As National FM we play the greatest role in promoting minority languages in Zimbabwe, as clearly evidenced by the fact that,we broadcast in almost all the country’s minority languages, with the exception of a few languages like San, which we will soon incorporate into our programming.

However, the views of the Key Informant Interviewee were, divergent to those of the ZBC producers cited above. He opined that:

                 Broadcasting in a variety of minority languages is good but it does not necessarily result in the promotion of minority languages. Let me clearly state that, real and effective language promotion depends on the depth and potency of the media content, not the number of minority languages a station broadcasts. In other words, language promotion depends on the quality not quantity of minority language programmes. The current programming on both ZBC Television and National FM is too shallow, to have any significant bearing on minority language promotion.

The content analysis done by the researchers shows that ZBC is not doing justice to the minority  languages especially ZBC Television which broadcasts only a few minority language programmes among them weekly news bulletins, whereby each language gets only a few minutes ,once a week. The minority language news bulletins,  also tend to broadcast stale news from the previous bulletins, which most would have accessed on dominant language news bulletins in English, Shona and Ndebele . The time allocated  to minority language bulletins is not the same like that of the majority languages. Looking at National FM, of course the radio station is trying but a particular minority language only goes on air, if the presenter of that particular language is at work ,which means, if the presenter is off for the whole week, that particular language will not be heard on National FM. Most of the  programmes on both stations are not interactive and do not allow minority language speakers to participate in the broadcasting of content that is meant for them. One can also give an example of a gospel programme that plays on ZBC Television, entitled Alumbwe Leza which is a Tonga term, meaning praise the Lord. The programme is presented in minority languages but the songs that play on that particular show are all Ndebele and Shona, which leaves one wondering, whether there are no songs from the minority linguistic groups. Content analysis of  National FM reveals that, Shona and Ndebele is still predominantly spoken in some of the so called minority language programmes. It also reveals that, the programming is not good enough to have a significant impact on minority language speakers and even the distribution of air play on programmes is not done equally among the minority languages, as some minority languages   are  broadcast  more frequently, as compared to others.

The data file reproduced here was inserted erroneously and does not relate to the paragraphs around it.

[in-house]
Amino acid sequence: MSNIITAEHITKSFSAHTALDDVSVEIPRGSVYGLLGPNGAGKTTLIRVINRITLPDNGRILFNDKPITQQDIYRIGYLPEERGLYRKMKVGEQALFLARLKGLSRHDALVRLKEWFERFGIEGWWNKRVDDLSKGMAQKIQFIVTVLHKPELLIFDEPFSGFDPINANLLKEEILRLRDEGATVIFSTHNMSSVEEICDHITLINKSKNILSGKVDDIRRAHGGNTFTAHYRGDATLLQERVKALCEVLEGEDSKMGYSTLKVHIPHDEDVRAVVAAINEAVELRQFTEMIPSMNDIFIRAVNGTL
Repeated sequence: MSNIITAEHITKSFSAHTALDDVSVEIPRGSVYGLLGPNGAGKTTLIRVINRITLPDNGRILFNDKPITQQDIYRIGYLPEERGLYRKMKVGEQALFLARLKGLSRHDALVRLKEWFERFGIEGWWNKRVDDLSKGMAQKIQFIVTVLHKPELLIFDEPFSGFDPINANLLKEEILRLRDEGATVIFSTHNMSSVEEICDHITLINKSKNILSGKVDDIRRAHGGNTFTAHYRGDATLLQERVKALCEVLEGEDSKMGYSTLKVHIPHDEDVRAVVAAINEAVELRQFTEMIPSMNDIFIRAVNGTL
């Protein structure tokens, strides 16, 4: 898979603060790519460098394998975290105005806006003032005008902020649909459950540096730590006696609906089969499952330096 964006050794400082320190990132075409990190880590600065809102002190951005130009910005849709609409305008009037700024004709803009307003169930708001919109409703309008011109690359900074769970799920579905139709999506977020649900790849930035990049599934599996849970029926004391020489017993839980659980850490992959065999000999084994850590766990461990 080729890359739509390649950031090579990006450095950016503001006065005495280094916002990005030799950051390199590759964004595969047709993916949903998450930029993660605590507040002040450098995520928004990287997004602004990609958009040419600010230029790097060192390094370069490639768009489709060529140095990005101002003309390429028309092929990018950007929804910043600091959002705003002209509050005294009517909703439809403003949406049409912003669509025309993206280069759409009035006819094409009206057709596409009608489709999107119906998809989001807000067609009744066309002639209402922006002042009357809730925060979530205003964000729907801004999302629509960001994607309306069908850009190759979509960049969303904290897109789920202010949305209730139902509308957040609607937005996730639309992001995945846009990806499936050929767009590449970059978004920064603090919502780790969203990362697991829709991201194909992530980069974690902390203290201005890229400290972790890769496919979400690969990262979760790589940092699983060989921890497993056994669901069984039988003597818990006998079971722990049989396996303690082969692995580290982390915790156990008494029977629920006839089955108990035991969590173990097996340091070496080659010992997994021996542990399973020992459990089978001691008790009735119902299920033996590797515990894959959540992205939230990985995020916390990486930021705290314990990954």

CONCLUSION

The effective use minority languages in the Zimbabwean media has the potential of revitalising  them and making them as visible as Shona and Ndebele. This study examined the representation of minority languages by ZBC Television and National FM. The study concludes that the two broadcasting stations have not afforded minority languages adequate broadcasting space. Although National FM covers minority languages better than ZBC Television, both broadcasting stations are failing to adequately represent minority languages. Minority language programming on both stations is characterised by infrequency, limited genres and poor scheduling. It was established that, there are a number of  factors that hinder ZBC Television and National FM from adequately representing minority languages. One of these, is lack of government funding, which has forced the two public service broadcasters to pursue commercial interests, at the expense of minority language representation. The other hindrances include, the failure of ZBC radio and television signals to reach areas inhabitated by the bulk of minority language speakers, as well as under-representation of minority language speakers in key broadcasting media positions. This study therefore, proposes that, the entire minority language broadcasting policies and programming structures at both ZBC Television and National FM, should be radically transformed, so as to give birth to well researched, informative, educative and entertaining programmes. The study further proposes the establishment of community radio stations, as a long lasting solution to the under-representation of minority languages in the media. However, the nation should not be content, with the mere creation of community radio stations but also ensure their capacitation, so that they become viable and vibrant minority language based radio stations.